It is 170 years ago this week that the Shanghai Volunteer Corps was first established. The SVC, as it was known, became a fixture of life in the International Settlement in the city from 1870-1942, and I have blogged a little about this on my own site. We have just received some albums with a wealth of SVC photographs, and will get them online in due course. In the meantime I thought it might be worthwhile to draw attention to the lesser-known, but nicely-uniformed, Tientsin British Volunteers. They can be seen drilling below, possibly in the winter of 1900.


Tientsin Volunteers (British) on parade, Tientsin. From an album in The National Archives. Crown copyright image reproduced by permission of The National Archives, London, England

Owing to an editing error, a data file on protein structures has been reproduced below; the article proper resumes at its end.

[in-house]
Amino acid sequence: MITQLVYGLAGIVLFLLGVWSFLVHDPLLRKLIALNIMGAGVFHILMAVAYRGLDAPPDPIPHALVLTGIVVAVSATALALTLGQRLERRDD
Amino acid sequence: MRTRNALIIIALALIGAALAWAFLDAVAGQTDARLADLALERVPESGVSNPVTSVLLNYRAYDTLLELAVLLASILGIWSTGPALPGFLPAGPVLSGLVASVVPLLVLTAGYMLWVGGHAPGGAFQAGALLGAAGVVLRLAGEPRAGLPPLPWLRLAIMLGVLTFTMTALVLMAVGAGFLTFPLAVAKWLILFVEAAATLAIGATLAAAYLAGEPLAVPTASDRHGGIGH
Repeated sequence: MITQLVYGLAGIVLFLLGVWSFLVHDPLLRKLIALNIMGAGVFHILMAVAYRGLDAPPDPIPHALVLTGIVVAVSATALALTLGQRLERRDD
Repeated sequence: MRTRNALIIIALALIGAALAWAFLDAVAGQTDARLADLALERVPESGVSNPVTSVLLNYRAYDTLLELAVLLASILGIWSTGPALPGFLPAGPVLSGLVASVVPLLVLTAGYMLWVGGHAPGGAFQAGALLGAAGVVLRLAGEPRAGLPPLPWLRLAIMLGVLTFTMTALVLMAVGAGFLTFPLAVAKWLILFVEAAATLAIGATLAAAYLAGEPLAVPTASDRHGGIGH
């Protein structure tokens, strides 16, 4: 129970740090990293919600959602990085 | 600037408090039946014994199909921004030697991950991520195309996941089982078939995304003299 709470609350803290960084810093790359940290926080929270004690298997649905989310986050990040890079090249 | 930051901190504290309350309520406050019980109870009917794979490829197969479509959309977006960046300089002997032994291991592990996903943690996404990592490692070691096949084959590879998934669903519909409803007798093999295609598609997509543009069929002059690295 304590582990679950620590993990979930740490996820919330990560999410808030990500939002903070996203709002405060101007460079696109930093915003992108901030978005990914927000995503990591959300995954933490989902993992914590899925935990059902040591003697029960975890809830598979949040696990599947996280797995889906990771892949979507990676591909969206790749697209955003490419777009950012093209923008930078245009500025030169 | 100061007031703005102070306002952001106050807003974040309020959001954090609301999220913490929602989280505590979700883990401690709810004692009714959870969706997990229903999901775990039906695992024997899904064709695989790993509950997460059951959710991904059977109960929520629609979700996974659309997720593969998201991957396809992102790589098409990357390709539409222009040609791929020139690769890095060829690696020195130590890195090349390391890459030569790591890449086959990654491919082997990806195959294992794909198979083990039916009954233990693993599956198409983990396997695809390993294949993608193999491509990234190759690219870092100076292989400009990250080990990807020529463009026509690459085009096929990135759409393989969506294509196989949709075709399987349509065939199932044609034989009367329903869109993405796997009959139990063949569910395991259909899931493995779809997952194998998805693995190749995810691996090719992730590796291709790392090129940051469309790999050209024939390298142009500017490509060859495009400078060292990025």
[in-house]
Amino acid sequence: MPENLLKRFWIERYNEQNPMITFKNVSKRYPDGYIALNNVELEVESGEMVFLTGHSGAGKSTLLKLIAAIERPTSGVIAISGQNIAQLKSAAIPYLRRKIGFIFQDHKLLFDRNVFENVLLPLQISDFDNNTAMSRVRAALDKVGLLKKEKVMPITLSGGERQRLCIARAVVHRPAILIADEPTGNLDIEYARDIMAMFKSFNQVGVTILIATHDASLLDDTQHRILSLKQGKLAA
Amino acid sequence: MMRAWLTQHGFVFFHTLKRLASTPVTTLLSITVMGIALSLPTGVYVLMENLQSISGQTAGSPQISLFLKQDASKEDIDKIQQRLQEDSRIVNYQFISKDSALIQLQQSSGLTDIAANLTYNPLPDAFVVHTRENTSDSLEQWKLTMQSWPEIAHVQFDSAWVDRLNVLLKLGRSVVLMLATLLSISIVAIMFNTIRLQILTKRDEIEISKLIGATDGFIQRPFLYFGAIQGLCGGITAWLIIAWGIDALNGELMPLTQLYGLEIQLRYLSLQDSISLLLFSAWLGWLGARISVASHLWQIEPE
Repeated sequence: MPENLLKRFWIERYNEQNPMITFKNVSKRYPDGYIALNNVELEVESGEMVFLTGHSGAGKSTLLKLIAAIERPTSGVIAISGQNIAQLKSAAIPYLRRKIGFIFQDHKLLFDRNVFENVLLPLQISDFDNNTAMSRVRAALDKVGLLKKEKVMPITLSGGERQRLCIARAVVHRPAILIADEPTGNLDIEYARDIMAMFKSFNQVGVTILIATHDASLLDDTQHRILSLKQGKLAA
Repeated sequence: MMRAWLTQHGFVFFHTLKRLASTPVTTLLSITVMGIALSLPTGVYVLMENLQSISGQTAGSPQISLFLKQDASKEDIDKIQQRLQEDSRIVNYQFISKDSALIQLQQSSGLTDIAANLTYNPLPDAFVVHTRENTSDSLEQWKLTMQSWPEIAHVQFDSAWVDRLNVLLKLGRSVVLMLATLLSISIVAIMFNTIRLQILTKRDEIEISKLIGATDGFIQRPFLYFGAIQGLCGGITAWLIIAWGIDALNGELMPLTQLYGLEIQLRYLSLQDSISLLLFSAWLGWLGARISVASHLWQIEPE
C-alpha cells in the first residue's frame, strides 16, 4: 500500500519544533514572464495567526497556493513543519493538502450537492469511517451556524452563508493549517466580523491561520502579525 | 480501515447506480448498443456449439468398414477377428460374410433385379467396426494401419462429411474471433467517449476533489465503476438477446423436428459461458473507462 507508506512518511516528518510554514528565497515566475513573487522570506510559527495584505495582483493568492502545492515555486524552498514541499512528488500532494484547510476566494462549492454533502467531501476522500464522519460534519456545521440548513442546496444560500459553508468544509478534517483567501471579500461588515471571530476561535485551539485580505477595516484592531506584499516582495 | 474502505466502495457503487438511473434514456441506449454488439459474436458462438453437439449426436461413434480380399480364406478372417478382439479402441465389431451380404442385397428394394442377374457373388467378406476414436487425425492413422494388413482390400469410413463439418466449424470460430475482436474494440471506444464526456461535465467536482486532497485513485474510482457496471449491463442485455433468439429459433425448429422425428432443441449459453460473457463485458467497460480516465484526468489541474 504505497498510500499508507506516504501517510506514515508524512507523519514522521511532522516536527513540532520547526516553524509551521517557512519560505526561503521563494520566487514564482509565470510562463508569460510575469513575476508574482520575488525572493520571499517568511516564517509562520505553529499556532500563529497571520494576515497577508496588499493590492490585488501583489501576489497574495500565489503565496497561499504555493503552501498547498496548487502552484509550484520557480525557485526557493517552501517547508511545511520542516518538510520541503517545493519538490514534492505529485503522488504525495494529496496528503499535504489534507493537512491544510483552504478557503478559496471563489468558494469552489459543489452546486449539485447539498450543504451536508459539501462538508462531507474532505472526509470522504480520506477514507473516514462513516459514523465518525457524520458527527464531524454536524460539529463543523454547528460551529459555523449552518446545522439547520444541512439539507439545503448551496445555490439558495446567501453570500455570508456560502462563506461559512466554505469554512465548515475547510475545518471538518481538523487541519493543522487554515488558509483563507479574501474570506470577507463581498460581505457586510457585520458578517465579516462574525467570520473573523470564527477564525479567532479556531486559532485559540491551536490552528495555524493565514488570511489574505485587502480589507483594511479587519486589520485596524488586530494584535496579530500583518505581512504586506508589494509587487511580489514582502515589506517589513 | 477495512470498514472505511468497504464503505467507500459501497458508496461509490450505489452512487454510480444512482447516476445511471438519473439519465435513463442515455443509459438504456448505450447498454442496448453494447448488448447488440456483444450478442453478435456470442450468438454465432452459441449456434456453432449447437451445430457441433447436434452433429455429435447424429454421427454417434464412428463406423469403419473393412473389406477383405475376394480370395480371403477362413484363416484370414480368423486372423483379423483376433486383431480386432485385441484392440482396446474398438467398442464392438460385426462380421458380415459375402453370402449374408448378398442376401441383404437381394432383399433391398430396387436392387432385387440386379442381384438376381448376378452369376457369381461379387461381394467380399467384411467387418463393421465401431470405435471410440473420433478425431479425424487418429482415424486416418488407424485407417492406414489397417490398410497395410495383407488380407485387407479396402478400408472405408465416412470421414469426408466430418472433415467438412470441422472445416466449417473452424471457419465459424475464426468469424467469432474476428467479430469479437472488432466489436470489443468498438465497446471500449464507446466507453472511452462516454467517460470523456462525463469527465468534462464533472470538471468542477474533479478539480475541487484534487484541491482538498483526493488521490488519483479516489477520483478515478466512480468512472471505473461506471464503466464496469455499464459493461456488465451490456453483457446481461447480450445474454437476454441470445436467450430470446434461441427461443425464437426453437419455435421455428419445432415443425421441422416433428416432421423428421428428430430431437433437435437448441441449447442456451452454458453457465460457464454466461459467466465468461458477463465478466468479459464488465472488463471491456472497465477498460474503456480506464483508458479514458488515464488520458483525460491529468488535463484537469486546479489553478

Such volunteer militia were an important component in the defence schemes guarding foreign concessions in times of war or civil conflict, or anti-imperialist mobilisation. While they were a source of good outdoor exercise for young men, and represent also the wider (in particular) British enthusiasm for volunteering, they were not simply toy soliders. Those guns were real, and they were sometimes used to devasting and bloody effect.

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